Bernard Romans (c. 1720 – 1784)was a Dutch-born polymath who worked in the British American colonies and the United States. He is best known for his 1775 A Concise Natural History of East and West Florida, and had several seminal maps of the British Colonies to his credit, considered the best produced to date of their respective areas. He was born in Delft as Barend Romans; he was educated there, but emigrated to England at an early age, and relocated to America in and around 1757 during the course of the Seven Years' War. He married in Albany, New York, having a son in 1762. He entered service with the British during the war, at times as a privateer. His travels during and after the war took him as far as Labrador, Curaçao, Cartagena, and Panama. They were not always remunerative: at one point he lost nearly all his wealth in a shipwreck; in order to make ends meet he gained employment as a surveyor - both privately, and for the Georgia colony. It was during this period, between 1770 and 1772, that he surveyed the Florida coastline as well as well as the interior of West Florida. 1773 found Romans traveling north to sell his nautical charts and his work on the natural history of Florida. Yet another shipwreck - his ship having been capsized - ruined seeds and plant specimens that he had collected. He was able to save his charts, however, and undertook to find backers for a book on the natural history of Florida, which would contain his maps of the Floridas and the Caribbean. His efforts gained him entry to the Marine Society of the City of New York in 1773, and the next year to the American Philosophical Society. He succeeded in publishing the first volume of his Concise Natural History in 1775, and it was successful enough to warrant a further edition the following year. With the advent of the American Revolution, his sympathies were with the Americans: he would be in 1775 mad a captain of the Connecticut Committee of Safety, and raised a body of 200 men to assist in the taking of Fort Ticonderoga and Fort George. While it is not known if he was actually there, Romans published a depiction of the battle of Bunker Hill and a map of the area around Boston. Ironically, British officers benefitted from Romans' cartographic efforts: his map of the Southeast and Florida was included in the so-called Holster Atlas, intended for the use of British officers. Also, Romans' book suffered from the war: his publisher, deemed overly neutral in the conflict, suffered the sacking of his printing house by a patriotic mob. Nevertheless, in between efforts to design defenses for American forces and spying out British naval efforts in Lake Champlain, he produced more maps: two of Connecticut, one of Penssylvania, Maryland, New Jersey and Delaware, and a map of the Northeast.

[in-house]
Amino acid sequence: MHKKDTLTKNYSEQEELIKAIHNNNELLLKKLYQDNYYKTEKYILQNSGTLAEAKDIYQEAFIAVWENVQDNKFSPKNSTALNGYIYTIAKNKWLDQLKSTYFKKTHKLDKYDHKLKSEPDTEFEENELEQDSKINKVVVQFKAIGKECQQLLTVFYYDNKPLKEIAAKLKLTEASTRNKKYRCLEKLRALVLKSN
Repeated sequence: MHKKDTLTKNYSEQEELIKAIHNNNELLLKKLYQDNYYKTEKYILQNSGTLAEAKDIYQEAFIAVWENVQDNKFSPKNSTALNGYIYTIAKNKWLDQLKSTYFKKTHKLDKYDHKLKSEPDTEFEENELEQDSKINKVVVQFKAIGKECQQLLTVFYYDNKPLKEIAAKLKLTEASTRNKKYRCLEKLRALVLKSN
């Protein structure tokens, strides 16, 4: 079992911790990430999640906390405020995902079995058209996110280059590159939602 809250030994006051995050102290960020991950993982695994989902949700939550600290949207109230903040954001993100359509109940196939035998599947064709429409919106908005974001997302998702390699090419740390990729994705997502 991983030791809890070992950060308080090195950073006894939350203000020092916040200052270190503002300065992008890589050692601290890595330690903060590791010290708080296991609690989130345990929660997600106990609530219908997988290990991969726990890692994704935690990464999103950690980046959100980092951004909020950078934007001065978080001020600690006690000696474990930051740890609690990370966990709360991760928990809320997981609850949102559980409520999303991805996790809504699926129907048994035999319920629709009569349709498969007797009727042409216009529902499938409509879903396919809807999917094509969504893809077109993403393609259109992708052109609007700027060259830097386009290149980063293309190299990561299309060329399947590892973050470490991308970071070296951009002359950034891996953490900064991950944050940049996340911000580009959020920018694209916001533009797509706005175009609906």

Romans would resign his commission in 1778, thereafter working on a history of Dutch oppression at the hands of the British. In 1780 he would go back to war, intending to serve with the American army in South Carolina. His nautical misfortunes continued tragically: his ship from New London to Charleston was captured by the British Navy. He was held prisoner until the end of the war, and died on shipboard while returning home - thought by some, including his widow, to have been murdered en route.

It is tantalizing to think what Romans might have achieved with more time: Back in 1774 he had been promoting the notion of a bold expedition: an exploration the Mississippi River basin and the Great Lakes, turning thence to the Pacific coast. The goal then would be to cross the Pacific to northeastern, Asia, and then travel through Russia, eventually reaching Great Britain. It should be noted that this proposed journey predated Lewis and Clark by thirty years.

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